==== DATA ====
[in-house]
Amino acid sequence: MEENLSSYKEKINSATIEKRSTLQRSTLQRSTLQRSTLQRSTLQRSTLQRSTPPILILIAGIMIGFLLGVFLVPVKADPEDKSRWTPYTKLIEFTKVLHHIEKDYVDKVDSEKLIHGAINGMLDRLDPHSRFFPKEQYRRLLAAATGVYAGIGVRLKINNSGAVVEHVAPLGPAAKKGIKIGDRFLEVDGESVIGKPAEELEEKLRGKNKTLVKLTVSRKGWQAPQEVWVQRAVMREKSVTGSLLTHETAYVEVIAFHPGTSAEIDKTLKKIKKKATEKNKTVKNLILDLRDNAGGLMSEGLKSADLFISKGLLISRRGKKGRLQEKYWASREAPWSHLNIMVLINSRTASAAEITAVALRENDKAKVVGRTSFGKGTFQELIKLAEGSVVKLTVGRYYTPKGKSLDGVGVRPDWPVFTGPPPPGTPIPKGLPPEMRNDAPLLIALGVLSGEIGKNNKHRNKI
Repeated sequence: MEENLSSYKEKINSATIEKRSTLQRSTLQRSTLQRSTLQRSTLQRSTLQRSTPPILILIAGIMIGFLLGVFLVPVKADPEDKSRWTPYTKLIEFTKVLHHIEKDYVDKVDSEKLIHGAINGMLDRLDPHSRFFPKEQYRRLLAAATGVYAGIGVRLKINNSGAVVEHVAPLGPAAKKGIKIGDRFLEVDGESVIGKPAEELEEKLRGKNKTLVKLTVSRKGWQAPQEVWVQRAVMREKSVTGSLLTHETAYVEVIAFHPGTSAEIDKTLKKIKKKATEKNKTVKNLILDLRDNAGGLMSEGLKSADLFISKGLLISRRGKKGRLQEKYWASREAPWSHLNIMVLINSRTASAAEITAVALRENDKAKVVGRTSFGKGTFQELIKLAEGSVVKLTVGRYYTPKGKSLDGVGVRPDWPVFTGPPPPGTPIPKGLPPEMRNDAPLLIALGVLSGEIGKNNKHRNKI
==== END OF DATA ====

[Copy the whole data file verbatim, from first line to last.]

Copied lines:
[in-house]
Amino acid sequence: MEENLSSYKEKINSATIEKRSTLQRSTLQRSTLQRSTLQRSTLQRSTLQRSTPPILILIAGIMIGFLLGVFLVPVKADPEDKSRWTPYTKLIEFTKVLHHIEKDYVDKVDSEKLIHGAINGMLDRLDPHSRFFPKEQYRRLLAAATGVYAGIGVRLKINNSGAVVEHVAPLGPAAKKGIKIGDRFLEVDGESVIGKPAEELEEKLRGKNKTLVKLTVSRKGWQAPQEVWVQRAVMREKSVTGSLLTHETAYVEVIAFHPGTSAEIDKTLKKIKKKATEKNKTVKNLILDLRDNAGGLMSEGLKSADLFISKGLLISRRGKKGRLQEKYWASREAPWSHLNIMVLINSRTASAAEITAVALRENDKAKVVGRTSFGKGTFQELIKLAEGSVVKLTVGRYYTPKGKSLDGVGVRPDWPVFTGPPPPGTPIPKGLPPEMRNDAPLLIALGVLSGEIGKNNKHRNKI
Repeated sequence: MEENLSSYKEKINSATIEKRSTLQRSTLQRSTLQRSTLQRSTLQRSTLQRSTPPILILIAGIMIGFLLGVFLVPVKADPEDKSRWTPYTKLIEFTKVLHHIEKDYVDKVDSEKLIHGAINGMLDRLDPHSRFFPKEQYRRLLAAATGVYAGIGVRLKINNSGAVVEHVAPLGPAAKKGIKIGDRFLEVDGESVIGKPAEELEEKLRGKNKTLVKLTVSRKGWQAPQEVWVQRAVMREKSVTGSLLTHETAYVEVIAFHPGTSAEIDKTLKKIKKKATEKNKTVKNLILDLRDNAGGLMSEGLKSADLFISKGLLISRRGKKGRLQEKYWASREAPWSHLNIMVLINSRTASAAEITAVALRENDKAKVVGRTSFGKGTFQELIKLAEGSVVKLTVGRYYTPKGKSLDGVGVRPDWPVFTGPPPPGTPIPKGLPPEMRNDAPLLIALGVLSGEIGKNNKHRNKI